Getting the word out about your public library is important, but perhaps never more important than when you have a referendum or measure on the ballot. Whether funding is adequate for your needs — or continues at all — often depends on how much voters know about your library’s impact on the community.  

How do you encourage voters to support your library without violating campaign law? With an information-only campaign that reminds voters of what will happen if the ballot measure passes (Plan A) and what will happen if the measure fails (Plan B). EveryLibrary, a nonpartisan, nonprofit organization that works on local library ballot initiatives, has used this effective communication strategy with more than 100 libraries seeking voter approval. 

To support libraries who want to run information-only campaigns, LibraryAware partnered with EveryLibrary to provide templates for print materials, e-blasts, web graphics, social media posts — even door hangers. Every item is ready to be customized with details on your election, and the impact on library services and the greater community, should the measure pass or fail. 

Inspiring designs

Fort Vancouver Regional Library District (FVRL) operates the Woodland Community Library in the state of Washington. Residents in the areas surrounding the city of Woodland do not have access to library services, but an effort is underway to change that. A measure has been placed on the November ballot to create the Lewis River Library District. The new district would have the option of joining or contracting with FVRL for library privileges.  If it passes, residents outside the city limits would be able to use all of the library’s services without having to pay a non-resident fee. Creating the new library district would also accelerate the timeline of the construction of a new Woodland Library to help meet the needs of this growing area. 

Woodland Community Branch Manager Jennifer Hauan is thrilled LibraryAware is providing templates for information-only campaigns. “The templates are easy to use, and the designs are inspiring,” she told us. “It’s saving us so much time having these resources.” 

Let us make it easy for you

Take Jennifer’s advice and save yourself time by checking out our new templates. Like all LibraryAware templates, they’re entirely customizable. Change the colors to coordinate with your branding, edit the text to reflect your ballot initiative, and add your own photos of your library and community. Need custom branding just for information-only campaign materials? Use our ready-to-go branding templates, upload your custom branding in Publisher or any design program (specs are here). Have a special need? Just jump on a live chat in LibraryAware or send us an email. We’ll be happy to help.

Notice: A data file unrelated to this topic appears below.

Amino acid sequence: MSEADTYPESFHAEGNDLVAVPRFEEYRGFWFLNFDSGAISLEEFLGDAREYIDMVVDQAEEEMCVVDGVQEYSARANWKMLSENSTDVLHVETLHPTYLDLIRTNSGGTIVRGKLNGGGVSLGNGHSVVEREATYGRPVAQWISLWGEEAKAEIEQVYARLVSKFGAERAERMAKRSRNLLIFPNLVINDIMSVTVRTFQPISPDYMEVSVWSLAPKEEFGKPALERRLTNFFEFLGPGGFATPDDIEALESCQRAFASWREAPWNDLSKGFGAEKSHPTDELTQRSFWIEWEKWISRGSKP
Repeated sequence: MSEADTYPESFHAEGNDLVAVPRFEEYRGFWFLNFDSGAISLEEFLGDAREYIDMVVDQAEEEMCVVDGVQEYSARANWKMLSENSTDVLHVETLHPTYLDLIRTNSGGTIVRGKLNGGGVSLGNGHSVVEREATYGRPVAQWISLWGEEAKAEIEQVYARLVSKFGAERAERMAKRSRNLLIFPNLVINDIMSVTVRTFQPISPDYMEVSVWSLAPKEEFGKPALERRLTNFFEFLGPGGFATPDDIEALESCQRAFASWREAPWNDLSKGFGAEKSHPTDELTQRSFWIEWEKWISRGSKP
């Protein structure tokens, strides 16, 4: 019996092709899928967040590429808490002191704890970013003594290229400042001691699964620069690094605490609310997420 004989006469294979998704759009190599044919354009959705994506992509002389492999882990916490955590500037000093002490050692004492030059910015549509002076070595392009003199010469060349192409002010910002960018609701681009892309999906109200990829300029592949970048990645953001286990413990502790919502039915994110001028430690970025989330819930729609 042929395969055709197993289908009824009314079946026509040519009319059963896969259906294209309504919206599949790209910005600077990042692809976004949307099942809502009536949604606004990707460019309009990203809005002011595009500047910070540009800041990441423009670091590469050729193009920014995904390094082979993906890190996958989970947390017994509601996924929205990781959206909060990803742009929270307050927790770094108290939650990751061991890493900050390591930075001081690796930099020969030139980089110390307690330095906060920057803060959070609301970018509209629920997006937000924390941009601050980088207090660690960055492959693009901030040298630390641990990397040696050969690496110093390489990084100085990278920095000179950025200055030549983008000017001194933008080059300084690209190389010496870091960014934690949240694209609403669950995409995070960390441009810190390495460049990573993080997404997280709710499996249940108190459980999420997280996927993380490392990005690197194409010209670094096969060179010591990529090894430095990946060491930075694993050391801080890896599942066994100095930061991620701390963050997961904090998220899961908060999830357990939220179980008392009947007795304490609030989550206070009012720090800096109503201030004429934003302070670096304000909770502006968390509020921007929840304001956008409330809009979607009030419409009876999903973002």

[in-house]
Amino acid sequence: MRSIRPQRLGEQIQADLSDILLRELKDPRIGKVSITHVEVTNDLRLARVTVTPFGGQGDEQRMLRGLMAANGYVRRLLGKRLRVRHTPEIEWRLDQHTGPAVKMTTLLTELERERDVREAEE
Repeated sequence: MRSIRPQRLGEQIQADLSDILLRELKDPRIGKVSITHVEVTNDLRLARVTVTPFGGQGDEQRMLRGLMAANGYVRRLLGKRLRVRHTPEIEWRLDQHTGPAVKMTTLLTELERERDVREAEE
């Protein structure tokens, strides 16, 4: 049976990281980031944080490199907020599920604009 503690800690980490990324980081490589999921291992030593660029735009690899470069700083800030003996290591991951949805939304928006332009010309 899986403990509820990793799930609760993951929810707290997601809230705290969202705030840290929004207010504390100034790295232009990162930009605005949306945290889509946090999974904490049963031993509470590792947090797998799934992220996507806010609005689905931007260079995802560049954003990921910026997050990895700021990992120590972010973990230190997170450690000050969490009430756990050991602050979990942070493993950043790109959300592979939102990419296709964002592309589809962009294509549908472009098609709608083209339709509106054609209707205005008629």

Want to learn more about how to prepare for a ballot measure and get the full scoop on drafting your library’s Plan A/Plan B strategy? Our friends at EveryLibrary can help. You’ll also want a copy of Before the Ballot Box: Building Political Support for Library Funding by John Chrastka, EveryLibrary’s executive director, and Patrick “PC” Sweeney, EveryLibrary’s political director. 

No measure on the ballot? No worries. 

Libraries need to communicate with voters year-round, not just at election time. Make sure your community knows your library’s value with our infographics. LibraryAware customers can go to Flyer-Signs and search “infographic” to see several options. They make great annual reports on your website, handouts for town hall meetings or visits with elected officials, and super engaging social posts.

There may come a day (we hope!) when all libraries are fully funded, and residents in all areas have equal access to the many programs and services libraries offer. Until then, keep reminding your community how your library transforms lives. When people believe it enough to adequately fund libraries, that day we all wish for will arrive. 

Want to learn more about LibraryAware? Sign up for a demo today!

Kathy Lussier is the Engagement Manager at NoveList. She is currently reading God Save Texas: A Journey into the Soul of the Lone Star State by Lawrence Wright.